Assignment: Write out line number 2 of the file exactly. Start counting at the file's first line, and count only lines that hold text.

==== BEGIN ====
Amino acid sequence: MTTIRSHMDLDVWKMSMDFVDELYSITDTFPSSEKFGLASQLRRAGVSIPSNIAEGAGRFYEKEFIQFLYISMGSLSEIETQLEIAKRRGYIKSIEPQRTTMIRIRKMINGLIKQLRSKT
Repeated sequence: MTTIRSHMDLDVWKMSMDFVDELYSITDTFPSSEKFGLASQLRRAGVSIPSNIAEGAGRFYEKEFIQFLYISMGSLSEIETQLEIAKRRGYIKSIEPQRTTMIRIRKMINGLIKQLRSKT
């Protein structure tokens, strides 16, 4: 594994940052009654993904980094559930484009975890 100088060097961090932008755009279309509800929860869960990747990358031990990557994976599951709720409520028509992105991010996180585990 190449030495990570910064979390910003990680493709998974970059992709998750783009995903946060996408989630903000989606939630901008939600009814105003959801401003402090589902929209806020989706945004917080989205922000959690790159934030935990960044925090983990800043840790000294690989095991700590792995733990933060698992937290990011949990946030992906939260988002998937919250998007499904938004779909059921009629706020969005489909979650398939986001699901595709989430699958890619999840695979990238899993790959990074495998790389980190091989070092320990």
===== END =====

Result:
Repeated sequence: MTTIRSHMDLDVWKMSMDFVDELYSITDTFPSSEKFGLASQLRRAGVSIPSNIAEGAGRFYEKEFIQFLYISMGSLSEIETQLEIAKRRGYIKSIEPQRTTMIRIRKMINGLIKQLRSKT